At the age of 16, I was discharged from 'John Brown's' care. Not because I had been 'cured', but that I was "untreatable and was disrupting the other children's treatment".
Imagine, thrown out as "untreatable". I repeat that with a sense of pride. This might sound silly to those that didn't go through it, but, it was a hell of an accomplishment to have survived relatively unscathed.
I have worried about the one's that I left behind. I hope that they're alright. I haven't forgotten them, they were one of the most important parts of my life.
I'm a grandmother now, worked at McMaster University for 30 years and yes I do vacation in Florida every year.
Thank you for giving me a forum on which to voice this. It's the first time that I've been able to write about it.
Sharon Turple Gataiance




On 11/30/12 Barbara, another child of Warrendale, posted this in response to Sharon's story:

I, too, was a child of Warrendale - not of your Warrendale, but of the first Warrendale that John Brown directed. It was located in Newmarket ON and was for girls only.
Ours was different from yours ~ we were called "Emotionally Disturbed" back then. A collection of girls from parents that didn't care about them, or abused them or just couldn't afford to raise them.
I lived in Warrendale from 1954 - 1960 and I'm pleased to say they were very happy years, full of fond memories for me ~ memories of the girls I grew up with and the loving staff that looked after us. I think of them now and then, wonder where they might be, and hope they all went on to live a happy and productive life.
I enjoyed reading your story and pleased to know that another child from John Brown's 'Warrendale' is alive and well and happy!
Barbara

Thursday, November 29, 2012

The church's duty to take the long view (Forsyth)

I'm taken aback by this quote from Scottish theologian P.T. Forsyth (1848 - 1921). It's from his 1910 book The Work of Christ.

The ideas at the centre of the Christian faith are too large, too deep and subtle, to show their effects in one age; and the challenge of them does not show its effect in one generation or even in two. . . . Therefore it is part of the duty of the Church, in certain sections and on certain occasions, to be less concerned about the effect of the Gospel upon the individual immediately, or on the present age, and to look ahead to what may be the result of certain changes in the future. God sets watchmen in Zion who have to keep their eye on the horizon; and it is only a drunken army that could scout their warning. We are not only bound to attend to the needs and interests of the present generation; we are trustees for a long future, as well as a long past. Therefore it is quite necessary that the Church should give very particular attention to these central and fundamental points whose influence, perhaps, is not so promptly prized, and whose destruction would not be so mightily felt at once, but would certainly become apparent in the days and decades ahead. [pp. 142-3, bold emphasis mine]

Forsyth's warning reminds me how hard it is to take the long view -- in ministry and in life. There's an emphasis today (and rightly so!) on contextualizing the gospel of Jesus Christ in a way that communicates to the world around us, but there's a fine line between "contextualization" and trimming the message to fit with an ever-changing spirit of the age. Consult the dustbin of church history for numerous examples of what happens when the latter course is taken.

Monday, November 26, 2012

Unconditional Grace?

Here's a thought provoking quote from Tim Keller (Ministries of Mercy: The Call of the Jericho Road, pp. 226-7).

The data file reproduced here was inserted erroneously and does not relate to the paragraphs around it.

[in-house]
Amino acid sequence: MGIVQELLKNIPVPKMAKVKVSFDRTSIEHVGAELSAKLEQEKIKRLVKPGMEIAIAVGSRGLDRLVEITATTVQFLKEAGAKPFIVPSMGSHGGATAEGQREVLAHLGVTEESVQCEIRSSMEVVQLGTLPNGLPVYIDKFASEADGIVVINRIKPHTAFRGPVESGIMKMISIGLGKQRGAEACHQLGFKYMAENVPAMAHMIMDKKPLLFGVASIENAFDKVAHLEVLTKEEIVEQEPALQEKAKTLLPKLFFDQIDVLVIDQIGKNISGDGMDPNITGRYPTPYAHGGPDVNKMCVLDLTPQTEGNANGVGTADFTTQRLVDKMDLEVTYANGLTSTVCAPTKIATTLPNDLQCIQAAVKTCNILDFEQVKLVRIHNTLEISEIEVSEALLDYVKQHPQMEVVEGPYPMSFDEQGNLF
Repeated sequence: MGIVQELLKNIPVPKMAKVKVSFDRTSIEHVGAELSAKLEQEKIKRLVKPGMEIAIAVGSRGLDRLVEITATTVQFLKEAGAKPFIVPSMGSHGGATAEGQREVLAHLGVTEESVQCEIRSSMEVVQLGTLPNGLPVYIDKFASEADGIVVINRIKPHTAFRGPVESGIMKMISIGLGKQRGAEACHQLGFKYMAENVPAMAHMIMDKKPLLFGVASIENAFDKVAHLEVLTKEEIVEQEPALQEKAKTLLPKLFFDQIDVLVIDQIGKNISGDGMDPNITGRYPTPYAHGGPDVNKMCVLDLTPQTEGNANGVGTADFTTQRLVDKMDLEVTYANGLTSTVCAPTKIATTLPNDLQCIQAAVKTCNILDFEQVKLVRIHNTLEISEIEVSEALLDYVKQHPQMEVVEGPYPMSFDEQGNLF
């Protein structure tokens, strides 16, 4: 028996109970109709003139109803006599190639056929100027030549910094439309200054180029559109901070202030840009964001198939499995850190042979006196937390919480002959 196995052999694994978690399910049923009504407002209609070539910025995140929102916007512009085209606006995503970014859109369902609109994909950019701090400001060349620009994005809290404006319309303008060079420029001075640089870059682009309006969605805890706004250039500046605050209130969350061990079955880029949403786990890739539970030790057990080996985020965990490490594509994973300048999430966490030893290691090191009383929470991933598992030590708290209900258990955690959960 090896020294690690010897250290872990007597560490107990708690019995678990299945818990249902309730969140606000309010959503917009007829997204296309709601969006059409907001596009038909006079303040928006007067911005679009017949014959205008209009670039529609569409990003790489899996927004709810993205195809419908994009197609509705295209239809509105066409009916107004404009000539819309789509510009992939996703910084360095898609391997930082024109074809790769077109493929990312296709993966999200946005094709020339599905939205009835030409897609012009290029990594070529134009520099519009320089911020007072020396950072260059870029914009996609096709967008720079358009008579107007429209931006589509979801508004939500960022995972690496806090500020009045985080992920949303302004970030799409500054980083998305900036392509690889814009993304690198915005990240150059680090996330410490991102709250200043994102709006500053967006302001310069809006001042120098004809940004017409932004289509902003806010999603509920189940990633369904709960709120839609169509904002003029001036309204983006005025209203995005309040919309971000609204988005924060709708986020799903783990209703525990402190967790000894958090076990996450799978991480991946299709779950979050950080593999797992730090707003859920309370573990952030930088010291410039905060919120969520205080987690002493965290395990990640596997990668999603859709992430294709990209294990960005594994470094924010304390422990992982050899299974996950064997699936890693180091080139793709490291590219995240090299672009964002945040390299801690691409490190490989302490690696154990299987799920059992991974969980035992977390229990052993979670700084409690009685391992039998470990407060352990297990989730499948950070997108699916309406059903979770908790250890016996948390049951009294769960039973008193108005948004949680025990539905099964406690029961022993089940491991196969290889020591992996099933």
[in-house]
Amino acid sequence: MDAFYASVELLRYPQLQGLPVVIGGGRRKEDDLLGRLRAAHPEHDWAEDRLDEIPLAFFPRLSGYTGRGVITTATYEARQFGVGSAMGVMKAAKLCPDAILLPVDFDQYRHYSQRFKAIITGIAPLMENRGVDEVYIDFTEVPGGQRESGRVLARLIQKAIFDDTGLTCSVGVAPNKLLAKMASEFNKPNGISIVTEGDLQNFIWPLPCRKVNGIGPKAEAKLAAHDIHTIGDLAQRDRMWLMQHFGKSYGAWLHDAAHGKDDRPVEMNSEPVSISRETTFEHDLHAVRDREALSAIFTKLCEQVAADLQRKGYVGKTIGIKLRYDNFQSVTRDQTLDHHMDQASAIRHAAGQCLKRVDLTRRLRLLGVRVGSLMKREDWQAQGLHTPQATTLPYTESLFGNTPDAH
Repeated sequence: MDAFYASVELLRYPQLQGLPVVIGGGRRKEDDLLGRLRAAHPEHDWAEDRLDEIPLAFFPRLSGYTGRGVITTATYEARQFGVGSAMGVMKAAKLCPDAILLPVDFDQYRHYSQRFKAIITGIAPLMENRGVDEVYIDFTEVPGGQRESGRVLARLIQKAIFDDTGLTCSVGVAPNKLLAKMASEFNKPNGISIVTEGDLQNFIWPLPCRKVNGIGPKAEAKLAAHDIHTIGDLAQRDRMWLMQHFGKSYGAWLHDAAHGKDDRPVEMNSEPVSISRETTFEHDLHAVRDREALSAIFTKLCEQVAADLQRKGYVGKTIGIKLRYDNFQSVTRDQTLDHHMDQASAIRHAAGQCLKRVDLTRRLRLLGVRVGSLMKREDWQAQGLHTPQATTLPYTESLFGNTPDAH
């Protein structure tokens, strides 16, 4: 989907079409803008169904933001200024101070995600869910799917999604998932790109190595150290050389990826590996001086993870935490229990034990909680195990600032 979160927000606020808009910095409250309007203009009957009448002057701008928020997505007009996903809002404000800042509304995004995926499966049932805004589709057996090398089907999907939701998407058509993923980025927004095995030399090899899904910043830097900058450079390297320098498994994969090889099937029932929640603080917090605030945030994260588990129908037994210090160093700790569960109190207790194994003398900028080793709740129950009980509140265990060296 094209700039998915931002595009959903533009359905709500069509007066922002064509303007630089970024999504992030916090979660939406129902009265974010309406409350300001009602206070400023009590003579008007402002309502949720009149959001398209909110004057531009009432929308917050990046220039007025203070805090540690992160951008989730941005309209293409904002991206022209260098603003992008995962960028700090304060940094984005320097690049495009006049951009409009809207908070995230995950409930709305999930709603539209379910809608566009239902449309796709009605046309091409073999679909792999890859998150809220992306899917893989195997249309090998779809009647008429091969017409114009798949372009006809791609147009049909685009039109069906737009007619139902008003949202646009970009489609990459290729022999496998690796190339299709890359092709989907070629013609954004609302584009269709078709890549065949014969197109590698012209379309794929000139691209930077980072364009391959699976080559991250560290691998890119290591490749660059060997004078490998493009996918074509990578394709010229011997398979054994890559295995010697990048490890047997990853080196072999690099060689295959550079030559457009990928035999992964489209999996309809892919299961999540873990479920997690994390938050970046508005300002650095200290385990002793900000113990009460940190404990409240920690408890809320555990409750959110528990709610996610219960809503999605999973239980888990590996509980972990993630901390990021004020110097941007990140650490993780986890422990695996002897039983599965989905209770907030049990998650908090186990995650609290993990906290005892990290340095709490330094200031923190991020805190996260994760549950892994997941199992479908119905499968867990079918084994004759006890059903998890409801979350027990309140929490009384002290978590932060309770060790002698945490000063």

Grace is not unconditional acceptance, but it is undeserved. That is a very difficult balance to strike! God's grace comes to us without prerequisites, finding us as we are. God's grace does not come to the "deserving" (there is no such person), and it does not discriminate. Rather, initially it comes to us freely. But once it enters into our lives, God's grace demands changes; it holds us accountable. Why? Grace demands our holiness and growth for our sake as well as for God's glory. Grace intercepts destructive behavior, protects us from the ravages of sin, sanctifies us so we can be "holy and happy," two inseparable qualities.
In summary, grace is undeserved caring that intercepts destructive behavior. It is not unconditional acceptance, nor is it a legalism that says, "Shape us or I will stop loving you." Rather, it says, "Your sin cannot separate you from me," and then, in addition, says, "I won't let your sin destroy you." Grace comes to the unlovely person, but refuses to let him remain ugly. Grace begins as "justification," a free act of God alone, but it becomes "sanctification," a process by which the person cooperates with God in spiritual growth.

I find that a helpful distinction because it challenges my tendency to make grace cheap. Bonhoeffer's classic definition of "cheap grace" is worth repeating -- "Cheap grace is the preaching of forgiveness without requiring repentance, baptism without church discipline, Communion without confession, absolution without personal confession. Cheap grace is grace without discipleship, grace without the cross, grace without Jesus Christ, living and incarnate."

In other words, it's the grace we gladly extend to ourselves, with no strings attached. But the grace of God is different. We see it modeled in the earthly ministry of Jesus: the perfect balance of grace and truth. He healed and forgave the undeserving, but he didn't leave it at that. His free grace was accompanied by a message of repentance. "Go and sin no more." Divine grace shakes things up.

For the grace of God has appeared, bringing salvation for all people, training us to renounce ungodliness and worldly passions, and to live self-controlled, upright, and godly lives in the present age, waiting for our blessed hope, the appearing of the glory of our great God and Savior Jesus Christ, who gave himself for us to redeem us from all lawlessness and to purify for himself a people for his own possession who are zealous for good works.  (Titus 2:11-14)